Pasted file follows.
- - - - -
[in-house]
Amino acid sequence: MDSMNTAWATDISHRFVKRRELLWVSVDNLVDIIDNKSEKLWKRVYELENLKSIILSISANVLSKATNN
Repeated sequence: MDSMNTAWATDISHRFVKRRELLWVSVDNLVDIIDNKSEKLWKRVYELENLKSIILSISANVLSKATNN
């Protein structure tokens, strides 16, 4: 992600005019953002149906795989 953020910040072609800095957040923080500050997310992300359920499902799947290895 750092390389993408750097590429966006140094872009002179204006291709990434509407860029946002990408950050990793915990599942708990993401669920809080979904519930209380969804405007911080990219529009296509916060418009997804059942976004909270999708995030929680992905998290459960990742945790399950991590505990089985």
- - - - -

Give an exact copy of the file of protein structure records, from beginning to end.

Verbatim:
[in-house]
Amino acid sequence: MDSMNTAWATDISHRFVKRRELLWVSVDNLVDIIDNKSEKLWKRVYELENLKSIILSISANVLSKATNN
Repeated sequence: MDSMNTAWATDISHRFVKRRELLWVSVDNLVDIIDNKSEKLWKRVYELENLKSIILSISANVLSKATNN
């Protein structure tokens, strides 16, 4: 992600005019953002149906795989 953020910040072609800095957040923080500050997310992300359920499902799947290895 750092390389993408750097590429966006140094872009002179204006291709990434509407860029946002990408950050990793915990599942708990993401669920809080979904519930209380969804405007911080990219529009296509916060418009997804059942976004909270999708995030929680992905998290459960990742945790399950991590505990089985």